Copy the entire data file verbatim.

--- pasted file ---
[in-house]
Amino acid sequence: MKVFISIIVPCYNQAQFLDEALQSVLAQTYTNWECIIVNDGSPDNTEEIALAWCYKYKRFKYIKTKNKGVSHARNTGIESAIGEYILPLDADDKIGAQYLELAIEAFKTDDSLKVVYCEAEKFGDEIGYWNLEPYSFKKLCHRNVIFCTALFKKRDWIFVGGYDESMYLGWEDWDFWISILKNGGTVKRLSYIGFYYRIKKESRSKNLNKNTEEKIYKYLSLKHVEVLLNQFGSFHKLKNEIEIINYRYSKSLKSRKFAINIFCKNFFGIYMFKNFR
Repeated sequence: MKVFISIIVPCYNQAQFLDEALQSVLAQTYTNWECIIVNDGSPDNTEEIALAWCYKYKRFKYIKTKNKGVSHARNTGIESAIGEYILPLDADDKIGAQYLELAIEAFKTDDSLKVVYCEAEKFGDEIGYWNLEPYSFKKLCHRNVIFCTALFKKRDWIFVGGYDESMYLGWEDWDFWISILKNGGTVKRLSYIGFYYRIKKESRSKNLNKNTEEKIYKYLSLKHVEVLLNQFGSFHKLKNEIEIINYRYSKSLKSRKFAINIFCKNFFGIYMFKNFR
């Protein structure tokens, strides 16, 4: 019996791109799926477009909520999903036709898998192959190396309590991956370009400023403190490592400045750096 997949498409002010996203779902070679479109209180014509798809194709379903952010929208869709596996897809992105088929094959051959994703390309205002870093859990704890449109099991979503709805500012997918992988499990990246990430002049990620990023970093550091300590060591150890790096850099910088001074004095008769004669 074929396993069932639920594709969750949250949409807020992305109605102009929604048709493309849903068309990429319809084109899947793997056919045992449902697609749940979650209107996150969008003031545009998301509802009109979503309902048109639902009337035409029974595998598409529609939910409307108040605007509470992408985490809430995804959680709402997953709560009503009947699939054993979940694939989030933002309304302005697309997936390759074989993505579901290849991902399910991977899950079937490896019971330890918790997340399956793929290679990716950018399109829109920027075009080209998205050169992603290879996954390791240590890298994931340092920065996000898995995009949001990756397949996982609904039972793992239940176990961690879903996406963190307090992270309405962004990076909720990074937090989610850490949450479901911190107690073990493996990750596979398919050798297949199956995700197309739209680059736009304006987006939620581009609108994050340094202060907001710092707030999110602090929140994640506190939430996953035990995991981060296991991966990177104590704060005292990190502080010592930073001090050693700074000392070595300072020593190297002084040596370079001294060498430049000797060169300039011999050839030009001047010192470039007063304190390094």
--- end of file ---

[in-house]
Amino acid sequence: MKVFISIIVPCYNQAQFLDEALQSVLAQTYTNWECIIVNDGSPDNTEEIALAWCYKYKRFKYIKTKNKGVSHARNTGIESAIGEYILPLDADDKIGAQYLELAIEAFKTDDSLKVVYCEAEKFGDEIGYWNLEPYSFKKLCHRNVIFCTALFKKRDWIFVGGYDESMYLGWEDWDFWISILKNGGTVKRLSYIGFYYRIKKESRSKNLNKNTEEKIYKYLSLKHVEVLLNQFGSFHKLKNEIEIINYRYSKSLKSRKFAINIFCKNFFGIYMFKNFR
Repeated sequence: MKVFISIIVPCYNQAQFLDEALQSVLAQTYTNWECIIVNDGSPDNTEEIALAWCYKYKRFKYIKTKNKGVSHARNTGIESAIGEYILPLDADDKIGAQYLELAIEAFKTDDSLKVVYCEAEKFGDEIGYWNLEPYSFKKLCHRNVIFCTALFKKRDWIFVGGYDESMYLGWEDWDFWISILKNGGTVKRLSYIGFYYRIKKESRSKNLNKNTEEKIYKYLSLKHVEVLLNQFGSFHKLKNEIEIINYRYSKSLKSRKFAINIFCKNFFGIYMFKNFR
């Protein structure tokens, strides 16, 4: 019996791109799926477009909520999903036709898998192959190396309590991956370009400023403190490592400045750096 997949498409002010996203779902070679479109209180014509798809194709379903952010929208869709596996897809992105088929094959051959994703390309205002870093859990704890449109099991979503709805500012997918992988499990990246990430002049990620990023970093550091300590060591150890790096850099910088001074004095008769004669 074929396993069932639920594709969750949250949409807020992305109605102009929604048709493309849903068309990429319809084109899947793997056919045992449902697609749940979650209107996150969008003031545009998301509802009109979503309902048109639902009337035409029974595998598409529609939910409307108040605007509470992408985490809430995804959680709402997953709560009503009947699939054993979940694939989030933002309304302005697309997936390759074989993505579901290849991902399910991977899950079937490896019971330890918790997340399956793929290679990716950018399109829109920027075009080209998205050169992603290879996954390791240590890298994931340092920065996000898995995009949001990756397949996982609904039972793992239940176990961690879903996406963190307090992270309405962004990076909720990074937090989610850490949450479901911190107690073990493996990750596979398919050798297949199956995700197309739209680059736009304006987006939620581009609108994050340094202060907001710092707030999110602090929140994640506190939430996953035990995991981060296991991966990177104590704060005292990190502080010592930073001090050693700074000392070595300072020593190297002084040596370079001294060498430049000797060169300039011999050839030009001047010192470039007063304190390094």